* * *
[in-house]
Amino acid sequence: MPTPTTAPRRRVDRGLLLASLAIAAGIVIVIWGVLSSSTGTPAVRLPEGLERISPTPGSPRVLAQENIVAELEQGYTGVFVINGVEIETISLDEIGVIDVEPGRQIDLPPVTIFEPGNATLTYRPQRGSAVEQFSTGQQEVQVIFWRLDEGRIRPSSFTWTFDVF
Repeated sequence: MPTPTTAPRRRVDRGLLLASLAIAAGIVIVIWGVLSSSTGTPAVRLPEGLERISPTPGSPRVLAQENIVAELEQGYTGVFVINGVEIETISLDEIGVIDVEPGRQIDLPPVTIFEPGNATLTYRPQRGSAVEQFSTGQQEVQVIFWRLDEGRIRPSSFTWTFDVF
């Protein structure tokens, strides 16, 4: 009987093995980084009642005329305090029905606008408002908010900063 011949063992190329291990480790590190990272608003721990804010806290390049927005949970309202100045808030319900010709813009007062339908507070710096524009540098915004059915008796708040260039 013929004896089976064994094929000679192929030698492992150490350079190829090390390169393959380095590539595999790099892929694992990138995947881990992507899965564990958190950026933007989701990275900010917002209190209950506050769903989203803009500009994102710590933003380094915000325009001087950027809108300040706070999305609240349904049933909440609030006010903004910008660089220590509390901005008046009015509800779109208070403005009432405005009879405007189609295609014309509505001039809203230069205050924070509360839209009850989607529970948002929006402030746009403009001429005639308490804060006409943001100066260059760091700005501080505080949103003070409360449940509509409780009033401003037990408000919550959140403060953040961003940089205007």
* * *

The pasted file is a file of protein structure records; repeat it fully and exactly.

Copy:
[in-house]
Amino acid sequence: MPTPTTAPRRRVDRGLLLASLAIAAGIVIVIWGVLSSSTGTPAVRLPEGLERISPTPGSPRVLAQENIVAELEQGYTGVFVINGVEIETISLDEIGVIDVEPGRQIDLPPVTIFEPGNATLTYRPQRGSAVEQFSTGQQEVQVIFWRLDEGRIRPSSFTWTFDVF
Repeated sequence: MPTPTTAPRRRVDRGLLLASLAIAAGIVIVIWGVLSSSTGTPAVRLPEGLERISPTPGSPRVLAQENIVAELEQGYTGVFVINGVEIETISLDEIGVIDVEPGRQIDLPPVTIFEPGNATLTYRPQRGSAVEQFSTGQQEVQVIFWRLDEGRIRPSSFTWTFDVF
């Protein structure tokens, strides 16, 4: 009987093995980084009642005329305090029905606008408002908010900063 011949063992190329291990480790590190990272608003721990804010806290390049927005949970309202100045808030319900010709813009007062339908507070710096524009540098915004059915008796708040260039 013929004896089976064994094929000679192929030698492992150490350079190829090390390169393959380095590539595999790099892929694992990138995947881990992507899965564990958190950026933007989701990275900010917002209190209950506050769903989203803009500009994102710590933003380094915000325009001087950027809108300040706070999305609240349904049933909440609030006010903004910008660089220590509390901005008046009015509800779109208070403005009432405005009879405007189609295609014309509505001039809203230069205050924070509360839209009850989607529970948002929006402030746009403009001429005639308490804060006409943001100066260059760091700005501080505080949103003070409360449940509509409780009033401003037990408000919550959140403060953040961003940089205007």